Finally, Iowa has decided to give me a beautiful sunny afternoon that was perfect for planting. You may recall that before I spent almost the entire week inside, I was able to get more dirt to fill in some holes that already existed in our flower bed. I also used that dirt to thinly cover the meadow, and to be honest, the rain that followed actually came in handy. I was able to watch the water collect in some of the lower areas, and today, I rectified those trouble spots. One last tilling ensured that most of the clumps and clods were broken down. A few minuscule tufts of grass remain, but I’m not worried about them. With everything ready, all that was left to do was plant!
My planting method was pretty straightforward, and it came right from the guidelines that American Meadows provided both on their website and in the mail along with the seeds. 6-10 parts play sand to 1 part seed split into 2 buckets. No need for a calculator or measuring cups. There’s no exact science to this.
With one bucket of sand/seed mix, I went up and down (north and south) across the dirt, scattering the seeds as evenly as I could manage by hand. The sand helped dilute the seeds, but it also had the added benefit of showing me where I’ve already been. Then I took my second bucket and went back and forth (east and west) to ensure that every part of the meadow got a good amount. It appears the 1/2 pound bag was just the right amount for my 800 square feet of space, though I could have maybe added some more sand so I wasn’t cutting it so close.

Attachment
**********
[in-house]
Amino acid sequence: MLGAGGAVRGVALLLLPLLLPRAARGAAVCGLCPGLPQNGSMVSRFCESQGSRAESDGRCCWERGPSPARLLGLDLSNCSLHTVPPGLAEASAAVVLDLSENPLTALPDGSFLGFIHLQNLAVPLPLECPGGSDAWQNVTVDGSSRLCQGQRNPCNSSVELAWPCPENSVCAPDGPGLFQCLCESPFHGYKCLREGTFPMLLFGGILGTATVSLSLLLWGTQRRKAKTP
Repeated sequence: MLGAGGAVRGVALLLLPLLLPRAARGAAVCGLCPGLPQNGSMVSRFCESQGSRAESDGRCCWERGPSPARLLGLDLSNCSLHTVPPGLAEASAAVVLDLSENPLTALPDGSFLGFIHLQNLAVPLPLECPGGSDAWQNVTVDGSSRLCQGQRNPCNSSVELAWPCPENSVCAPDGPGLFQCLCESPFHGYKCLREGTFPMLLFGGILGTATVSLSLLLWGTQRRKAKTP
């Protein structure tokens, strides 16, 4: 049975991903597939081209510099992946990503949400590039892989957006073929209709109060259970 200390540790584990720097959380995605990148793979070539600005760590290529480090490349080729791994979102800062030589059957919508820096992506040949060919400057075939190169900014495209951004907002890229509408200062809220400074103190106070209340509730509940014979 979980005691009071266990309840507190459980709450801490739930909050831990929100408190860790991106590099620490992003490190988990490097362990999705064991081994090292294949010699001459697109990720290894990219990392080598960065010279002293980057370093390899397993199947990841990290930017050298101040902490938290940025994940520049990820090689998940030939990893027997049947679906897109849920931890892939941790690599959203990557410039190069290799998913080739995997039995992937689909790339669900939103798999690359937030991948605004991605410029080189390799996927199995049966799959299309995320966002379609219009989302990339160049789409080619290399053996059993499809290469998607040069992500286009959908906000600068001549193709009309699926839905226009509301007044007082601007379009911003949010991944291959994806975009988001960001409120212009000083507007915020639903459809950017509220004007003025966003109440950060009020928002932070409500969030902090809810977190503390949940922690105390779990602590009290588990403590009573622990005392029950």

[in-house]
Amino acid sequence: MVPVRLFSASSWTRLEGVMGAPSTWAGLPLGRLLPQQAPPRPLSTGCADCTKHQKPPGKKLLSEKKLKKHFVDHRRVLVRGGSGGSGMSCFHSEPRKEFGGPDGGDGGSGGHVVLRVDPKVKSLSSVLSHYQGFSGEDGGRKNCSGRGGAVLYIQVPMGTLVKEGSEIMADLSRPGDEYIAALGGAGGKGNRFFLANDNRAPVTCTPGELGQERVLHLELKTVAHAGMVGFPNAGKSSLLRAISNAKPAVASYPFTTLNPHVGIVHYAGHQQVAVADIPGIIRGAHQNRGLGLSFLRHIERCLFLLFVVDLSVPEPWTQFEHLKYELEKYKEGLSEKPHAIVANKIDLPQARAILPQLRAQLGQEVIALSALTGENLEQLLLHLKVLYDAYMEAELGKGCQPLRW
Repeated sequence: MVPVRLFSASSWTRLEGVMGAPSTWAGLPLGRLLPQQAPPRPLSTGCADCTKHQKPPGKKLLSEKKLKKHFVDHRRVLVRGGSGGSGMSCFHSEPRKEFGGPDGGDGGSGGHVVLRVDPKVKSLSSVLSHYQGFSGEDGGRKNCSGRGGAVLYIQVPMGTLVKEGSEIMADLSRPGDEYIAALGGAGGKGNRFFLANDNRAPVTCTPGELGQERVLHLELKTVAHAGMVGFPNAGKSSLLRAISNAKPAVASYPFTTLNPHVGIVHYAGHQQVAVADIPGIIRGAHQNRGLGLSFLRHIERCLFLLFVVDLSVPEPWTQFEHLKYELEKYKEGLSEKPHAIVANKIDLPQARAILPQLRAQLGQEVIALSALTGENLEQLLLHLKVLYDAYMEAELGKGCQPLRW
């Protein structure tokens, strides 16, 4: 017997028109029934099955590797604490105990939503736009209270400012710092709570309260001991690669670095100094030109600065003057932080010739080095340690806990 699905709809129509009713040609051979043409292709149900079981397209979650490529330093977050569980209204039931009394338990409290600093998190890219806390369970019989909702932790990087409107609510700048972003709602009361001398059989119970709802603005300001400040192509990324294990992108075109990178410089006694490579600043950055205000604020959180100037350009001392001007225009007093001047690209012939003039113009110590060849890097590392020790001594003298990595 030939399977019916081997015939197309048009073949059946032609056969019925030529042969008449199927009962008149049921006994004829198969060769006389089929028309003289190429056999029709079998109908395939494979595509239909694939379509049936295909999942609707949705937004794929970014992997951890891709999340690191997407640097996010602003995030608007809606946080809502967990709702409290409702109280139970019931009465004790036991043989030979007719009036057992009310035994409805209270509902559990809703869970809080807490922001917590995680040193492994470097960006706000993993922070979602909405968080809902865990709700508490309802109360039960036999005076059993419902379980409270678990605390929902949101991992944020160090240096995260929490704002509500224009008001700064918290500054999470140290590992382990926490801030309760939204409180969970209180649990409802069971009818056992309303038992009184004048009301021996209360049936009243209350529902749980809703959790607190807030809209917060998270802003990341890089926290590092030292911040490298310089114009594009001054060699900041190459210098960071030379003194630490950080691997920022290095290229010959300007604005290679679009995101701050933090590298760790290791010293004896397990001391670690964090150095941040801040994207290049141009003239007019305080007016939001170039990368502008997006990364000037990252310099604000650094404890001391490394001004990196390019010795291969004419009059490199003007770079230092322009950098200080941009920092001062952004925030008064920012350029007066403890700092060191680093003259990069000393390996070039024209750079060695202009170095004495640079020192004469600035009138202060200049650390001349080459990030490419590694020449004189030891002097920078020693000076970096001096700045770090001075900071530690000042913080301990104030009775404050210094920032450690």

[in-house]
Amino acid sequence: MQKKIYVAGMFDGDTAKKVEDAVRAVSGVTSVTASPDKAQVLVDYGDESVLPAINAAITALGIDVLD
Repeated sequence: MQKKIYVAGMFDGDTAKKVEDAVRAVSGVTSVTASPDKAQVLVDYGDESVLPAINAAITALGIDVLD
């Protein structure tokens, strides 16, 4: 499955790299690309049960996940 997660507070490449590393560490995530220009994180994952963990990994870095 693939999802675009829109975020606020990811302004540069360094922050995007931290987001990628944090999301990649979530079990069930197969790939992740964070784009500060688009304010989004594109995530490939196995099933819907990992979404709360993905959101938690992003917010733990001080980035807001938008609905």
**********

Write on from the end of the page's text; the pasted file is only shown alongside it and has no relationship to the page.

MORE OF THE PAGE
I lightly stamped over the ground (though I could have rolled a barrel or placed a piece of plywood and walked over it) as an extra step to ensure these seeds were packed tight. And lastly, I watered them with the shower setting on my hose. American Meadows suggests keeping these little seedlings moist until they are about 6-8″ tall, so I’ll likely be watering them everyday that it doesn’t rain.
A couple things going forward:
- Some of the meadow, as you can see, gets more shade than the rest. I didn’t purchase American Meadows’ partial shade seed mix because the entire area does receive at least four hours of sun in the morning or afternoon. As the meadow takes shape, I’ll keep a close eye on the shadier spots and see if I need to purchase a different mix.
- I kind of have a “wait and see what grows where attitude” right now, and I’m totally okay with that. As I’ve detailed before, flowers in the wild grow in all sorts of seemingly uninhabitable environments, so I’m going to let nature do its thing for now, and see if I need to intervene with more seeds in the future.
- Expect a post about weeds (SUPER EXCITING) this week, and then weekly updates about the meadow’s growth! I have other posts in the works too, so stay tuned!
Thank you all so much for joining me on the inaugural journey of Meadow Restored. The Global Meadow Movement is growing every week, so stay tuned for some before and after photos of these rewilding projects happening all over the world! I look forward to watching this current project come full bloom (see what I did there?) and start my next one real soon!
And if this blog has inspired you to start your own meadow (no matter how small), please PLEASE contact me with any questions you might have.